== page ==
Astronomical Evidence of Falling Objects in Orbit Proves Einstein was Correct

Astronomical Evidence of Falling Objects in Orbit Proves Einstein was Correct. Scientists have known practically everything there is to know about how gravity works, so the last few years have seen them focus on more precise measurements. Last year, an experiment in orbit confirmed that, with a precision much beyond previous efforts, everything falls the same way under the influence of gravity.

The finding, the most stringent test of the equivalence principle yet, supports scientists’ suspicions that Einstein’s theory is correct about one billion, three hundred and sixty quadrillion times over.

Gravity is a force that affects all objects, regardless of their size, shape, or composition. This might seem obvious, but a slight deviation from this belief could explain why the theory of general relativity, which deals with the force of gravity, and the Standard Model of Particle Physics, which deals with the elementary building blocks of matter, don’t quite match up.

“The equivalence principle, one of the most important cornerstones of Einstein’s theory of general relativity, cannot in its present form take into account quantum effects,” says Sabine Hossenfelder, a physicist with the Frankfurt Institute for Advanced Studies in Germany who was not involved in the study.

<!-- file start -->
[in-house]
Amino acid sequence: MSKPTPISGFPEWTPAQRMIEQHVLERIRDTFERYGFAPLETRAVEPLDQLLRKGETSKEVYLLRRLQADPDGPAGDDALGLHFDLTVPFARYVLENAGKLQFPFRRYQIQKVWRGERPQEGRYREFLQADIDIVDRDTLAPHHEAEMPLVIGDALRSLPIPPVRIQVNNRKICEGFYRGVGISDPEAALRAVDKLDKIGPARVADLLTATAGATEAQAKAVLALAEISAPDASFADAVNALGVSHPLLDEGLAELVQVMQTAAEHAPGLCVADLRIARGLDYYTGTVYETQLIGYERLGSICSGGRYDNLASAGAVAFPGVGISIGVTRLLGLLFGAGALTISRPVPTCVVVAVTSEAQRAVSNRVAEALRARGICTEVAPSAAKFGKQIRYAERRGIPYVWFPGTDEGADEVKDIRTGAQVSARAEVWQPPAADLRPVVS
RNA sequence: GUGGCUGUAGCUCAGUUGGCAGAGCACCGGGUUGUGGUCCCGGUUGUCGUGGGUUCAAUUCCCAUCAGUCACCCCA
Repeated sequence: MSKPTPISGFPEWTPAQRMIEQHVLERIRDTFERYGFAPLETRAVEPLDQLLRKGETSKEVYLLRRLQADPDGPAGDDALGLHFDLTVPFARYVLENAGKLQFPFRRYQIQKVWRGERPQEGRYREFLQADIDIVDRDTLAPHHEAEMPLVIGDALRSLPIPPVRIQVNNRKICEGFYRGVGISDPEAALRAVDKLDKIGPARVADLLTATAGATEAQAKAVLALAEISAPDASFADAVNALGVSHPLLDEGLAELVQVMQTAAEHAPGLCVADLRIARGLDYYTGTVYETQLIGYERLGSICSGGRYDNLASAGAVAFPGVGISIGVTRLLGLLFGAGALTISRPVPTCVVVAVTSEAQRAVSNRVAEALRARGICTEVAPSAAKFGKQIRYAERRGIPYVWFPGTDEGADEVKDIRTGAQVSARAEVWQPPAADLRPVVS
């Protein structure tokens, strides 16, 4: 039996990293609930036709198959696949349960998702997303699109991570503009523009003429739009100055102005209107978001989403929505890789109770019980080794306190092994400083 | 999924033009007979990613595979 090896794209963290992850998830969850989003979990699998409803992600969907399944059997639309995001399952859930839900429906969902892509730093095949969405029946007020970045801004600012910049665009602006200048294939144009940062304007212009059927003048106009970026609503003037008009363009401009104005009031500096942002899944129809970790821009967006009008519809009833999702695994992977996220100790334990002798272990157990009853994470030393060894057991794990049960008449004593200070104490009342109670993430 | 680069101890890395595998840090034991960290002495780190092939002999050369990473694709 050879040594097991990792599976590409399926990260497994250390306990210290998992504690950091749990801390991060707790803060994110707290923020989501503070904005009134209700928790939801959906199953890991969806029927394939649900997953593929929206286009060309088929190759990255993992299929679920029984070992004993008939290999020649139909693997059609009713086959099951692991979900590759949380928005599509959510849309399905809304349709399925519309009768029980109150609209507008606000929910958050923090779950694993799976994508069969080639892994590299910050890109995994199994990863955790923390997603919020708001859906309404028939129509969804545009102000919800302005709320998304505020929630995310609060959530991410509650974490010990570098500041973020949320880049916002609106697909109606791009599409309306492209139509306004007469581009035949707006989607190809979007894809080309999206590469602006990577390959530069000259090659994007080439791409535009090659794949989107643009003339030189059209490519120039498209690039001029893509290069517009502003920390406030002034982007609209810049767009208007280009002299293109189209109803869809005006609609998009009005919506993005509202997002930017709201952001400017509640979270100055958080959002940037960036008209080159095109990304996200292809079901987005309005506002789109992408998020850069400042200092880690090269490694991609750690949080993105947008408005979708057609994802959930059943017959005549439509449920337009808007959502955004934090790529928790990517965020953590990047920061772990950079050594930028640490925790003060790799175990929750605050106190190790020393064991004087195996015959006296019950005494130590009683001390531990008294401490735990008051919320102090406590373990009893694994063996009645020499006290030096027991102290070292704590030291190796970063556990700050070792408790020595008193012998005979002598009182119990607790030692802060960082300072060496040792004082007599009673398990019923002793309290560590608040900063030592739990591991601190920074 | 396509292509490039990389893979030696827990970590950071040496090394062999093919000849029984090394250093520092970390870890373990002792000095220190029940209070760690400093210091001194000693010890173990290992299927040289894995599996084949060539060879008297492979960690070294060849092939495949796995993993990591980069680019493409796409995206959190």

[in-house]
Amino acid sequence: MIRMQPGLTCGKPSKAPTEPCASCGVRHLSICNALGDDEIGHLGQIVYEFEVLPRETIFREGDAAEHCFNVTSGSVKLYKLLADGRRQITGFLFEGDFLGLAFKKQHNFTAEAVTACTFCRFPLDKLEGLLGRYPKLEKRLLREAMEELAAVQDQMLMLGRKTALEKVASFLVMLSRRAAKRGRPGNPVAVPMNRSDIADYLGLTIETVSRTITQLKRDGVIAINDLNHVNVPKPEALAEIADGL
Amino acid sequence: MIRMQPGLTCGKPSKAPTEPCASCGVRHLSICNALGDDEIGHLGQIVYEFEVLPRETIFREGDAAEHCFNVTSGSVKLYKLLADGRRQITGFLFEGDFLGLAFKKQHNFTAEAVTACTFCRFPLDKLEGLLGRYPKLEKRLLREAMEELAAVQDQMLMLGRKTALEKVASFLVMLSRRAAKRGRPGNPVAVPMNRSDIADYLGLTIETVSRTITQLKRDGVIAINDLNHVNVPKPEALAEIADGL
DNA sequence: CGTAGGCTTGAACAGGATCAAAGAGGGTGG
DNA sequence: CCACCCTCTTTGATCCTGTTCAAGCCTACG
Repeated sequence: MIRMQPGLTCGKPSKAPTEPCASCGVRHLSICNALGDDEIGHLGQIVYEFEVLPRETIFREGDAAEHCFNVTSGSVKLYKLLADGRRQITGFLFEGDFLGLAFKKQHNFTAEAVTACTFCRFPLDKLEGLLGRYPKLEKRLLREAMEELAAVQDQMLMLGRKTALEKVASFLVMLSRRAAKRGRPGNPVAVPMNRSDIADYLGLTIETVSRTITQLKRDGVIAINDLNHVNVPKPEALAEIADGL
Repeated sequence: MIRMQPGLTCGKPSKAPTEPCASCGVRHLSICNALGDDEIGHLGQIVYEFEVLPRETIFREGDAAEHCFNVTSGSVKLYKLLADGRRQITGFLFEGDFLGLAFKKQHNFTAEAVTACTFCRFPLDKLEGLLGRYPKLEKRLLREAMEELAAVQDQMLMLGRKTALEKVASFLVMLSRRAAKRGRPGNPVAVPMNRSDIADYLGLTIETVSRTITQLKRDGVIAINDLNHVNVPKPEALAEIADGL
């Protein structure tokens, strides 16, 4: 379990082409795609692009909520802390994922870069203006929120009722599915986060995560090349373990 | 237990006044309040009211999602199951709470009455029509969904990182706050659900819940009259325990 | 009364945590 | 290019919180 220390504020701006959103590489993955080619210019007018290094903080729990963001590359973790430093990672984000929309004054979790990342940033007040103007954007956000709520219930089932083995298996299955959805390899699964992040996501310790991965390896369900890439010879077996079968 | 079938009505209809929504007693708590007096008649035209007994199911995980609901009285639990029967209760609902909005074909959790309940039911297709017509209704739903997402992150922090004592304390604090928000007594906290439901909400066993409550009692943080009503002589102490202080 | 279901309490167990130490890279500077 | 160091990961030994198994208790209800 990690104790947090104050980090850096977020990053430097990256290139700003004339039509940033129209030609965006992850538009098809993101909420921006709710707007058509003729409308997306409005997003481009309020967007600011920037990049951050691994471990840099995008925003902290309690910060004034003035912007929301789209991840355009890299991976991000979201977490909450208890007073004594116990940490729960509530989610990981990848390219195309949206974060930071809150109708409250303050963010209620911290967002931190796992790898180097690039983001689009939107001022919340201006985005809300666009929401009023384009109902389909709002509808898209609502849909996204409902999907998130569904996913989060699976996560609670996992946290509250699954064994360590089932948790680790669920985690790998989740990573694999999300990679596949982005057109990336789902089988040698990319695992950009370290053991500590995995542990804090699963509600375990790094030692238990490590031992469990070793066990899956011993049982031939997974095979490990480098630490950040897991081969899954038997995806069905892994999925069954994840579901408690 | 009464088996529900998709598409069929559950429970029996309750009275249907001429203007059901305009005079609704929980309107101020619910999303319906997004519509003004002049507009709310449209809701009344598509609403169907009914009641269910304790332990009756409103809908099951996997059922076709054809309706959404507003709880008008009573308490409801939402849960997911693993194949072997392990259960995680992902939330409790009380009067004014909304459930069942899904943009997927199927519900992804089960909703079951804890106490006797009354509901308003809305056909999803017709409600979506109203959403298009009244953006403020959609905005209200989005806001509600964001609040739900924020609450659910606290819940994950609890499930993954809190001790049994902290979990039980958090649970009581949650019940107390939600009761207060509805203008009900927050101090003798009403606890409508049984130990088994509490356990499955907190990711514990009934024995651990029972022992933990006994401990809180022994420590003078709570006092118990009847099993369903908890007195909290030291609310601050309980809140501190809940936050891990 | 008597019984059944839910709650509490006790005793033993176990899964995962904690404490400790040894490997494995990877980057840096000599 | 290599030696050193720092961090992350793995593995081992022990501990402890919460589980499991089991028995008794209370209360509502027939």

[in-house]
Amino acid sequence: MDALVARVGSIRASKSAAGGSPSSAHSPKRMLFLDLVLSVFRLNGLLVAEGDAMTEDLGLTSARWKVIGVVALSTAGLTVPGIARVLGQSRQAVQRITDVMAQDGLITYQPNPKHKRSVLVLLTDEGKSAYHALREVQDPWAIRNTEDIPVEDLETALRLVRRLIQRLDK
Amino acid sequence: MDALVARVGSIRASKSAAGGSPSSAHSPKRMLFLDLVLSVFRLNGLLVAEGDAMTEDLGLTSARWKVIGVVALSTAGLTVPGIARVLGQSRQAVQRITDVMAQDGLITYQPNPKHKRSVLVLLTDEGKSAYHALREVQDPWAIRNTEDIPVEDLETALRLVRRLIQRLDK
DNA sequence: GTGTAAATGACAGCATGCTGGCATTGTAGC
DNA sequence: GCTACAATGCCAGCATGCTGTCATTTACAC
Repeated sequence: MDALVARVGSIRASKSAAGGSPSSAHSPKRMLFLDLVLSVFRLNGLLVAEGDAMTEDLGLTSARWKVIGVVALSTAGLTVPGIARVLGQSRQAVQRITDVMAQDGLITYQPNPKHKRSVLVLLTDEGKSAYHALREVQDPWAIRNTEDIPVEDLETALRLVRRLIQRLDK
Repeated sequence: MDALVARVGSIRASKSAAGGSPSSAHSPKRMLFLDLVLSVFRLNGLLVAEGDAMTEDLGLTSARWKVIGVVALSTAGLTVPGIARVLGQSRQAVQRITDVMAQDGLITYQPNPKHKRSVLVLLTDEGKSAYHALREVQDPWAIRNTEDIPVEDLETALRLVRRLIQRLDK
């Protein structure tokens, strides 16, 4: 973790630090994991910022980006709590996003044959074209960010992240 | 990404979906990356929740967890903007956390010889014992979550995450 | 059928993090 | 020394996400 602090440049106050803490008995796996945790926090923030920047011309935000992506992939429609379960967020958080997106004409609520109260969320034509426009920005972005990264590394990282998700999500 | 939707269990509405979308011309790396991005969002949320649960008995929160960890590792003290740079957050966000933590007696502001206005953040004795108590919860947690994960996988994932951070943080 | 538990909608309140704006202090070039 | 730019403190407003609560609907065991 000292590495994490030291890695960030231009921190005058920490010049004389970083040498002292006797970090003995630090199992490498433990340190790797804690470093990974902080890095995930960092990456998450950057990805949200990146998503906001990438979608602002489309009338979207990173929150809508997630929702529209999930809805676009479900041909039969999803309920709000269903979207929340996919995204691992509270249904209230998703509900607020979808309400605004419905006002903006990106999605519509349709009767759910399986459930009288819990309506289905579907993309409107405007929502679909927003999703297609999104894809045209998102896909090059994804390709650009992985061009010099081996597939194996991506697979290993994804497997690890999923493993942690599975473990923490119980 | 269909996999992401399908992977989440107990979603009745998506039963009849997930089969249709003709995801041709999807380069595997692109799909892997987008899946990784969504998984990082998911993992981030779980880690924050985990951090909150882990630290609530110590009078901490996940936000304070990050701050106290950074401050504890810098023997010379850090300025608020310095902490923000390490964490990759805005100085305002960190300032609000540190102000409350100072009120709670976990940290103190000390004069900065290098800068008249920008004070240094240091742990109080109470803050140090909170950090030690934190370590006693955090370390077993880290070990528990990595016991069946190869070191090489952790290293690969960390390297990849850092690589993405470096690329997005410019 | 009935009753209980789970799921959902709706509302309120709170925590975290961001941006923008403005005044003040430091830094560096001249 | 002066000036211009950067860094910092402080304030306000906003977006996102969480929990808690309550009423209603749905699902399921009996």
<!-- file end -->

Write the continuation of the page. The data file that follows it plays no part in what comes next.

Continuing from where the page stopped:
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When ESA scientists launched the Rosalind Franklin rover from Earth, was the precious cargo safely protected inside an aluminum box? How and when did they decide to shield the cylinders from radiation? Are the current rover conditions sufficient?

Some physicists suspect by the equivalence principle, which states that light won’t change speed as it moves near a massive object. But no one has figured out how to prove the speed of light really is constant.

The follow-up MICROSCOPE 2 mission is being planned for the 2030s, and scientists hope it will reveal any inconsistencies in the Equivalence Principle. However, even 100 times more accuracy from this mission will not likely reveal the breakdown of this principle. The principle of relativity says that what we perceive as the force of gravity is really the curvature of space-time. “Any object just follows the path in earth’s space time,” whether it is heavy or light, explains Will.

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